Origin and Extinction continued


Few Silurian placoderms are known apart from some antiarchs and arthrodires from China, but they show that placoderm diversity originated long before the Devonian. Antiarchs and arthrodires are anatomically advanced so the origins of more primitive groups must lay in the Silurian or earlier. Silurian antiarchi and arthrodire groups survived until the end of the early Devonian but then became extinct along with many jawless ostracoderms in China and Euramerica. Some jawed fishes, particularly primitive relatives of lungfishes also died out at that time.

This extinction at the end of the early Devonian coincided with a dramatic rise in the abundance and diversity of advanced antiarchs. It has been suggested that these fish locally displaced bottom-dwelling ostracoderms and more primitive antiarchs from sandy bottom environments in early Middle Devonian. In Euramerica the Early Devonian marked the final closing of the ancient sea of Iapetus eliminating continental margins in many parts of the world and heightening competition for this diminishing habitat. At the same time, global sea levels fell and along came the advanced antiarchs taking over the ostracoderms benthic turf. During the Middle Devonian global sea levels temporarily rose again flooding more of the continental margins but for many ostracoderms the damage was done. Antiarchs took advantage of the increased availability of shallow benthic environments in parts of Euramerica and Asia.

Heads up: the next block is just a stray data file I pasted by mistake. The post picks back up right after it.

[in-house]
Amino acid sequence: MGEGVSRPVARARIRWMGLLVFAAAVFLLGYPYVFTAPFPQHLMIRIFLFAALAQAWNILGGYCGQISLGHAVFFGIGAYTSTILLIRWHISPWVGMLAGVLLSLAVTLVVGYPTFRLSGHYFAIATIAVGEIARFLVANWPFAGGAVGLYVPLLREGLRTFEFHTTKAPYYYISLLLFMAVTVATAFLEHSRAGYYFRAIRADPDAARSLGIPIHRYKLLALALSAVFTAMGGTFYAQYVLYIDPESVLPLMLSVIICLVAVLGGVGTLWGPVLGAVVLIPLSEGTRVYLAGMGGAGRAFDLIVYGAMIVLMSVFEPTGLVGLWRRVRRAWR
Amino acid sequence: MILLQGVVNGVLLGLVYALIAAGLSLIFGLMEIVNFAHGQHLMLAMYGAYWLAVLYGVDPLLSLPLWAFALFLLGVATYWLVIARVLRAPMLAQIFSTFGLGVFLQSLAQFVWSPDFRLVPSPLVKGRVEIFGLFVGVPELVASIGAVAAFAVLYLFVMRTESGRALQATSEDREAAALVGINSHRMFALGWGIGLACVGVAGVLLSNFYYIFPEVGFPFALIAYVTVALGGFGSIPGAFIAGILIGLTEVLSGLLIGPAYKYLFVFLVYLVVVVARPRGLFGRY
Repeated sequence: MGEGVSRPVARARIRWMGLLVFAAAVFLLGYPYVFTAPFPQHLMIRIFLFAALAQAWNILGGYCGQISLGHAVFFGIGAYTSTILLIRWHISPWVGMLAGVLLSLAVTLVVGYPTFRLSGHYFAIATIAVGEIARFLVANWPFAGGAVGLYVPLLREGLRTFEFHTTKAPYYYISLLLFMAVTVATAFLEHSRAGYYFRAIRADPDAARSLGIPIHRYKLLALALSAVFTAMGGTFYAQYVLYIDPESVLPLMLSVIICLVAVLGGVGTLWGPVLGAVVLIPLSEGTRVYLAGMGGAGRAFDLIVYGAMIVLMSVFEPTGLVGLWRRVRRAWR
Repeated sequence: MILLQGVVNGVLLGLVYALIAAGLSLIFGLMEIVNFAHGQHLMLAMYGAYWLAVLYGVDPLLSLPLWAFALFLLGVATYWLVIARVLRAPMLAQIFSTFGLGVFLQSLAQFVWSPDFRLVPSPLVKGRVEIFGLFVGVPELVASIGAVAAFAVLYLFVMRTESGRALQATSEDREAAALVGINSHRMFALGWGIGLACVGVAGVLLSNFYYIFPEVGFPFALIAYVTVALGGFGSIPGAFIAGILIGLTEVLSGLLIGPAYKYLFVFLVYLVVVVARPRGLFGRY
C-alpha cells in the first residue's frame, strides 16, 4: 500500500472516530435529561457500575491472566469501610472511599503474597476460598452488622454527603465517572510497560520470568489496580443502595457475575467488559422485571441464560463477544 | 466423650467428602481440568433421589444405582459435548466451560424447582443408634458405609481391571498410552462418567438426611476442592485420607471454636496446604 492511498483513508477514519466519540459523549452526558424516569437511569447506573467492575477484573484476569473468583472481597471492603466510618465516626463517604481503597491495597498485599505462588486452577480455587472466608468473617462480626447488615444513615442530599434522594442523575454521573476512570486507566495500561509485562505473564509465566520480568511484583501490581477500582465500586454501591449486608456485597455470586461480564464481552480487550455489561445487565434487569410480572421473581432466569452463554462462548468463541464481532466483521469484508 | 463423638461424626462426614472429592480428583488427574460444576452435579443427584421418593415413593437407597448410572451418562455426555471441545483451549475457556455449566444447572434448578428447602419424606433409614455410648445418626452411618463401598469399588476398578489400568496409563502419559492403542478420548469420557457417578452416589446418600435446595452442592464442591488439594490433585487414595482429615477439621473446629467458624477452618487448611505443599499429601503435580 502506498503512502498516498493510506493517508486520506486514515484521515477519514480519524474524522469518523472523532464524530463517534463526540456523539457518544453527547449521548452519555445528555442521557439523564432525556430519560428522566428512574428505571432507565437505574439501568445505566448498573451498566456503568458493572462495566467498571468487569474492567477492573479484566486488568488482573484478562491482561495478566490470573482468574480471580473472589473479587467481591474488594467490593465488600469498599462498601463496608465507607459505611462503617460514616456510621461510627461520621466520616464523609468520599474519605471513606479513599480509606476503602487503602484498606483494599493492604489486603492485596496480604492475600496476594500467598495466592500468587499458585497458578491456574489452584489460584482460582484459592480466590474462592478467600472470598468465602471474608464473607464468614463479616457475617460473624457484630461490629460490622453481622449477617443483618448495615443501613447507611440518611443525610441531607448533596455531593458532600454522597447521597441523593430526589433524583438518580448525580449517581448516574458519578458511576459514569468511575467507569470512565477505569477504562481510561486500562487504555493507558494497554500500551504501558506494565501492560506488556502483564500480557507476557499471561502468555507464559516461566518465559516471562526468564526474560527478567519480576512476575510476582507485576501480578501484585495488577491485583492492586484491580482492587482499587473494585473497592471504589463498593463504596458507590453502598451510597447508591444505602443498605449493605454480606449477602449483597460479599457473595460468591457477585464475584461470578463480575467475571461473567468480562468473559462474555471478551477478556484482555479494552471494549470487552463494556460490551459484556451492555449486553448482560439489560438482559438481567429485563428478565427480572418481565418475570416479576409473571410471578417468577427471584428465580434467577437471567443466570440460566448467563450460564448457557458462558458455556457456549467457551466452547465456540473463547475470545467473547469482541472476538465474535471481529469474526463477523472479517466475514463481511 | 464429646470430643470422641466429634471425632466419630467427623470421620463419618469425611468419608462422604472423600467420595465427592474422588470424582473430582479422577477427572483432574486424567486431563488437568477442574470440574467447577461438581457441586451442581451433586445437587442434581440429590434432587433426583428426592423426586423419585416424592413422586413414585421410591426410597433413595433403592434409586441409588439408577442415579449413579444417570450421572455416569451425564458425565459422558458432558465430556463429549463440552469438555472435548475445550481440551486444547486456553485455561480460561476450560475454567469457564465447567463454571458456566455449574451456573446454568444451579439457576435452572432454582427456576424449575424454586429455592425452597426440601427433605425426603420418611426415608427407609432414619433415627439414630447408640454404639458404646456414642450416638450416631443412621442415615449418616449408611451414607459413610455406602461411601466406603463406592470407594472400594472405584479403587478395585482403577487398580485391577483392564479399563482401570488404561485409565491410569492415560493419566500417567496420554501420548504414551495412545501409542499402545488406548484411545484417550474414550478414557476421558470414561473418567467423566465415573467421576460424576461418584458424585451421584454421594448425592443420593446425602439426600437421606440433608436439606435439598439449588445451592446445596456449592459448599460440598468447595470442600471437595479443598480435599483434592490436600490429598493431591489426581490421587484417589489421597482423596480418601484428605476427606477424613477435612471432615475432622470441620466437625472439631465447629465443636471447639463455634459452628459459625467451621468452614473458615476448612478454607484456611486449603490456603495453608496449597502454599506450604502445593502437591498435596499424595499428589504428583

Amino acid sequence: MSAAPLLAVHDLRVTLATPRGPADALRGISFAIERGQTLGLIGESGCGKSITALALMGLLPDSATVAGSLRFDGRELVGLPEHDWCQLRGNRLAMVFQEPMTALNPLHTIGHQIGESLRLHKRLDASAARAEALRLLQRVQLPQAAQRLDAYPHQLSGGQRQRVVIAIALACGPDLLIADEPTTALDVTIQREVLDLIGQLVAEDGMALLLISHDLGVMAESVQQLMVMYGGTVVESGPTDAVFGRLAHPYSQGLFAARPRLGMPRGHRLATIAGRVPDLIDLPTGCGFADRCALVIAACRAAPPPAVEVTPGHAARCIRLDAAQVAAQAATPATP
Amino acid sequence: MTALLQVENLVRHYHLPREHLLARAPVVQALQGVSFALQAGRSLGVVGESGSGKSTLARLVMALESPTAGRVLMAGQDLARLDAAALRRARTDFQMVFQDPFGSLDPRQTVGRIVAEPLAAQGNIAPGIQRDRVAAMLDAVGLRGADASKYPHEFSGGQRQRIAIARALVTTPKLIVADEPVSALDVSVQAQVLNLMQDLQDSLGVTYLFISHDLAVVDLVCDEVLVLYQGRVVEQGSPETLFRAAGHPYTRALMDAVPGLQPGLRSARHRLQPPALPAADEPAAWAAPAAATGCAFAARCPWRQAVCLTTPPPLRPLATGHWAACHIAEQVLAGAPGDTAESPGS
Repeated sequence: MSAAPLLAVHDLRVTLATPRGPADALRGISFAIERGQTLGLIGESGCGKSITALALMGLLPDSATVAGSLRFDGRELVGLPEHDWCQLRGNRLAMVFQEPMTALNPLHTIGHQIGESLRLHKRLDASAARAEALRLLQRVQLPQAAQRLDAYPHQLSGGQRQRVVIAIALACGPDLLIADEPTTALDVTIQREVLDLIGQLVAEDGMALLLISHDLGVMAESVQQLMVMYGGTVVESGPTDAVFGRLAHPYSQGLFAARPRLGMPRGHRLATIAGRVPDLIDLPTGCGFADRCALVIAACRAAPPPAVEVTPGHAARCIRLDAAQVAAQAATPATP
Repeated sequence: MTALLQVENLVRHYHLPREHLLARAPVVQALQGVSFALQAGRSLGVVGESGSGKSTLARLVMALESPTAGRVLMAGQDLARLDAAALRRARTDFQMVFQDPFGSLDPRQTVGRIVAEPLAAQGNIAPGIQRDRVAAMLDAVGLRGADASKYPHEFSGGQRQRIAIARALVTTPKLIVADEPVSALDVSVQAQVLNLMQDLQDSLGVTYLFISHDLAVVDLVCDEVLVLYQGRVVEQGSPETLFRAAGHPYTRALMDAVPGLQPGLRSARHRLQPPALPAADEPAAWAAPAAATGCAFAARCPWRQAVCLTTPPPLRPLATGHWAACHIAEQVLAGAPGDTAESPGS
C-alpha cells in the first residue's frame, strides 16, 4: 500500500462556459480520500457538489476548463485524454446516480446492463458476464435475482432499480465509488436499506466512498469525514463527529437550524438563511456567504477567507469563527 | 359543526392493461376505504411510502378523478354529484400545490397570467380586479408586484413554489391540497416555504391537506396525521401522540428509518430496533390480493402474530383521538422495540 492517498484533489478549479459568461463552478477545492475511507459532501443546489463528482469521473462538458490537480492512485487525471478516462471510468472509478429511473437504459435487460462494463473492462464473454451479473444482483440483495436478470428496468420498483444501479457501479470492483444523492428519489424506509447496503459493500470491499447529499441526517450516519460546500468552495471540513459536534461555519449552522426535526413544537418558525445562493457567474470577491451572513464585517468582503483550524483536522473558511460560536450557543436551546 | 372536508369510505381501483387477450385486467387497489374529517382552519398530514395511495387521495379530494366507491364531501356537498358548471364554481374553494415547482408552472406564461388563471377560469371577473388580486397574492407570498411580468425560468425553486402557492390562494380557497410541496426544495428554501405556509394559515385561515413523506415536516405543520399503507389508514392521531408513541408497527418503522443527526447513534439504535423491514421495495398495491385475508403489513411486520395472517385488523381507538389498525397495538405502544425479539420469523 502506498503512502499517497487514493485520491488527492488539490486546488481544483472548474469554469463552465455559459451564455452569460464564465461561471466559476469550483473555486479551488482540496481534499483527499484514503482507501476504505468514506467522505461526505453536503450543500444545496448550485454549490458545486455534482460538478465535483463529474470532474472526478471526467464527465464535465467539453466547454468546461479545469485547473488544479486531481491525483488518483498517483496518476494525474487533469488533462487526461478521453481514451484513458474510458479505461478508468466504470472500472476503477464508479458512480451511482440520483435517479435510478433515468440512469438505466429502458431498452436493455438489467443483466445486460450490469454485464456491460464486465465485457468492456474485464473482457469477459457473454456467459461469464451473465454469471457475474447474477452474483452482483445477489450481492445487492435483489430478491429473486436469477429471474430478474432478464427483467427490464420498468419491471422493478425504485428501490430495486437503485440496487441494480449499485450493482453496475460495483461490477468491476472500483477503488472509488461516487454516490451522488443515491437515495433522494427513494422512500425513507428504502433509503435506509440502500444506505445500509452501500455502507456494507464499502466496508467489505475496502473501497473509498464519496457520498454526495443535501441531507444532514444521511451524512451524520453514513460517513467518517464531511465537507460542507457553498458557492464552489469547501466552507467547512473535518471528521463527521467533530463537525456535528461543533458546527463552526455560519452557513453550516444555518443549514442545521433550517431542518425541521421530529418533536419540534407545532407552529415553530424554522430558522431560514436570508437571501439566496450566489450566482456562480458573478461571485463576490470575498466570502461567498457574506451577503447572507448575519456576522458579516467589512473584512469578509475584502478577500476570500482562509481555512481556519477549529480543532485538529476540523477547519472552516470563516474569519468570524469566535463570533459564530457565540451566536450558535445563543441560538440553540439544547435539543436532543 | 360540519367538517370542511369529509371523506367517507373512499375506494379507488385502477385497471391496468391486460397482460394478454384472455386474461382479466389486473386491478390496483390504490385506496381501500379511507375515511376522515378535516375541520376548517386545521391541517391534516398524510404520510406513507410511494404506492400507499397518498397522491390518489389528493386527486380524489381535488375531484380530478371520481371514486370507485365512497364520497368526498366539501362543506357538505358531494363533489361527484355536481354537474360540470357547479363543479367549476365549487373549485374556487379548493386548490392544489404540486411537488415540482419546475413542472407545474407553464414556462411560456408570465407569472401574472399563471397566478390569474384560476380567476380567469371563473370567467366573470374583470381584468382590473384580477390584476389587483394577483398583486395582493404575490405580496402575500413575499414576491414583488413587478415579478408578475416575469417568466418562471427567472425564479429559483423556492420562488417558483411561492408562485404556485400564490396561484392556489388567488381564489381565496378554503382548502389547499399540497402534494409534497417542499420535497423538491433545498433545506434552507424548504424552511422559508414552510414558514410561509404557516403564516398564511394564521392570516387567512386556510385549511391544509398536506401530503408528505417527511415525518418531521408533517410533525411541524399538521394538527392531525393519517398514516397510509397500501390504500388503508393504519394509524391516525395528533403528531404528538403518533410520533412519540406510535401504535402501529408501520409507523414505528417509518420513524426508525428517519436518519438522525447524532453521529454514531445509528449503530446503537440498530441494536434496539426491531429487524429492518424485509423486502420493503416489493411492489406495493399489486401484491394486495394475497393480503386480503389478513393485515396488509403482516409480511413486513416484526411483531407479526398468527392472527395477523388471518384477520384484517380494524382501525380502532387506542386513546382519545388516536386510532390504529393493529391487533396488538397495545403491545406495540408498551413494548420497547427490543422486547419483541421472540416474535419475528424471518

The Middle Devonian extinction of so many ostracoderms and primitive placoderms was definitely not part of a global mass extinction. Most invertebrates were unaffected, although there were some faunal changes. For instance, several coral families became extinct an some new ones appeared at that time. It is not known why the loss of benthic environments and extinction of ostracoderms didnČt have a greater impact on the invertebrate fossil record.

The dispersal of advanced antiarchs during the Middle and Late Devonian was global but its impact, measured by extinctions of other benthic fishes was localized, affecting the northern land masses of Euramerica and China more than the southern continent, Gondwana.


Bothriolepis from Escuminac Bay, Quebec; 
courtesy of the Canadian Museum of Nature. 
Photo by Annetta Markussen-Brown


Dunkleosteus from the Upper Devonian of 
Cleveland, Ohio. Karl Albert Frickhinger, 1995.


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